We enjoyed the plants – wild tulips as well as Chinodoxa cretica, Crocus sieberi and Gagea amblyopetala were all new, exciting species, specialities of the area (if only I could remember which was which) and ignored the cold.  I think Pauline, Daphne and Jenny would happily have spent longer exploring here, but it was a long journey home for dinner.

No matter, because it was then that the Lammergeiers chose to perform over the hillside.  What spectacular birds they are!  Otherwise known as the bearded vulture, they have a wingspan of over 9 feet and a huge, diamond-shaped tail.  They are increasingly rare in Europe, but they have a stable population of some 15 pairs on Crete, a testament to the islands vast and largely uninhabited interior.  We could scarcely have hope for better views, especially when one passed along the near side of the hill, carrying a large bone in its talons.  It is the only species of vultures to carry food in this way, carrying it high up to drop on a hard surface to crack it open to get at the marrow and break the bone into chunks small enough to swallow. Perhaps it was just as well I wasn’t equipped for bird photography – I’d probably have stayed all day.  We did just about get back in time for dinner!

The spectacular Tulipa bakeri flowers in large swathes over open rocky ground in the montane area of western Crete.
A small tulip, Cretan Tulip Tulipa cretica flowers in spring in stony and rocky situations all over the island of Crete.
The orange wild tulip Tulipa orphanidea flowers in April to June in montane meadows in central and southern Europe


At last, on the Sunday, we awoke to clear blue skies, and set off to the Imbros Gorge secure in the knowledge that it would be dry and safe to walk.  Holly, driving ahead of me, was flagged down by a Cretan elder – probably a shepherd from the cloud of flies surrounding his head. Ian said he wasn’t sure the guy knew where he was going, and certainly no-one else did.  About all they could ascertain was that he found Cynthias’ hat most attractive.  They dropped him in the next village, together with his swarm of flies, and headed on to the top of the Gorge.

There is a long and winding road from the coast to the top of the gorge – a good twenty minutes driving.  The problem of how we were going to get the buses back to the bottom to collect everyone at the end of the day was solved when I saw a sign advertising a taxi service. We dropped everybody off at the top, Holly and I drove back down, got a taxi back to the top, and soon caught up with the group as they ambled from flower to flower.  The scenery is gorgeous and the plants get better as you descend.  Holly oaks, normally only around head height, were here growing to over 30 ft. in the shelter of the gorge, together with some wonderful old Cypresses.  One of the commonest plants was the white Saxifraga chryosplenifolia, growing out of the rock alongside Spring Arabis, Anthemis chia and the Rustyback Fern.  There were tantalising glimpses of other later-flowering goodies, like Eryngium ternatum, Spiny Mullein and Ptliostemon chamaepeuce. There were cyclamens at the rock bases, Rock Tulips high up on the cliffs, and, finally, some splendid, large specimens of the endemic bellflower – Petromarula pinnata.  All the while, it was worth looking up too – I watched a super adult Bonelli’s Eagle circling lazily for about five minutes.  I tried to call the rest of the group, but they had moved out of earshot.  Fortunately the bird reappeared ten minutes later, so everyone had a good view of it.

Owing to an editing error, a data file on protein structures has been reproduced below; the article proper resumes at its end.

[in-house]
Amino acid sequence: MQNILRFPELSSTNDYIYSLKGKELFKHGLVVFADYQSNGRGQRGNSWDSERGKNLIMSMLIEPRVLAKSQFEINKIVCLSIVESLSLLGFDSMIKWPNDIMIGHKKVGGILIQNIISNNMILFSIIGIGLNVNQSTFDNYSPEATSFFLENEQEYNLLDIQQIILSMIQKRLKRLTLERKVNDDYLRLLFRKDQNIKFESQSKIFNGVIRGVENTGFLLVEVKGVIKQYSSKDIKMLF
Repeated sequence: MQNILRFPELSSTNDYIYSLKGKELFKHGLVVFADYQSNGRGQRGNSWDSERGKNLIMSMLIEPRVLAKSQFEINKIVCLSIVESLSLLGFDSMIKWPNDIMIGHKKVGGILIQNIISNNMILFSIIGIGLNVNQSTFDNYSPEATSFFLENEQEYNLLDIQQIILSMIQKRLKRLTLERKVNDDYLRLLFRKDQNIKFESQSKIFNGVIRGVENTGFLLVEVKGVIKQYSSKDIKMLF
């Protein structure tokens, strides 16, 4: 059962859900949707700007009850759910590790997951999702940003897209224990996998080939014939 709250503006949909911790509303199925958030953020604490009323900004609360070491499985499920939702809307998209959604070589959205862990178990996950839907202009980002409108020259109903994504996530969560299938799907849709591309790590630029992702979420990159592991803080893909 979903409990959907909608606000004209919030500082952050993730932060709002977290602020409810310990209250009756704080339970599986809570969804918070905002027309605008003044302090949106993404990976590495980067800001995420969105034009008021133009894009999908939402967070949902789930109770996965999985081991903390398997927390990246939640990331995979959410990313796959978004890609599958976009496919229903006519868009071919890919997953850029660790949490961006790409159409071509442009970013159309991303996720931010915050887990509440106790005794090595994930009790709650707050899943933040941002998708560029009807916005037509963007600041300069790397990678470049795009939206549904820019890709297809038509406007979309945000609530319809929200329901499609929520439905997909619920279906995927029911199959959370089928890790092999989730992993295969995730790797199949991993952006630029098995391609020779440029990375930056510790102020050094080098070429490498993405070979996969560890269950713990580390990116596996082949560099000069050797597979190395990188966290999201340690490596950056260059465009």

It took some six hours to reach the bottom, and our tired legs and sprits welcomed the Kiosk as the bottom, with its deliciously fresh orange juice. George wanted a badge saying ‘I’ve walked the Imbros Gorge’ while Ian wondered how many others had ‘walked’ it on crutches.  It is very tiring, but also so worth the effort.  And we were really glad to have the buses there ready to go home.

This freshly emerged butterfly is Zerynthia cerisya cretica, a subspecies of the Eastern Festoon butterfly endemic to the Island of Crete, flying in March-April.
A small plain brown butterfly with few spots on the upper-wing, The Pygmy Skipper Gegenes pumilio is found along Mediterranean coasts and east to the Himalaya


The early Monday morning birdwatchers found a strange, almost reptilian-looking Stone Curlew anxiously scanning for danger before settling down among the pebbles on the beach.  Clearly tired, it would have just arrived from Africa, as would the assortment of yellow wagtails that trod delicately among the sheep behind the beach.  A nice way to start the day – and the first time the early morning effort has been worthwhile.

We went to Spili again, after breakfast, but to another point just beyond the orchid hill.  There were more orchids here – dense-flowered orchid, Anatolian orchid, pink butterfly orchid, as well as Erodium gruinum with its large blue flowers, and a small collection of snake’s-head fritillaries.  There were Griffon Vultures drifting past, woodlark singing and lizards beginning to emerge from the undergrowth – but only when I didn’t have the camera ready!  At least the sun was out this time, and made it much more pleasant that the cold grey wind of a couple of days ago.

We returned to Plakias for lunch.  Holly and I tried a local fish dish, very nice it was, cooked with vegetables in a foil wrapping.  Daphne and Rachel opted for an easy afternoon with a few last-minute purchases in the town, while the rest of us took a pleasant walk through the olive groves, behind the hotel, to the bottom of the Kotsifou gorge. One of the amazing sights in Crete was the little patches of rough ground between buildings that were filled to overflowing with wild flowers.  Even away from town, anywhere that was not cultivated was crammed with colour.  I was down to my last three rolls of film, and having a job to make it last the rest of the day.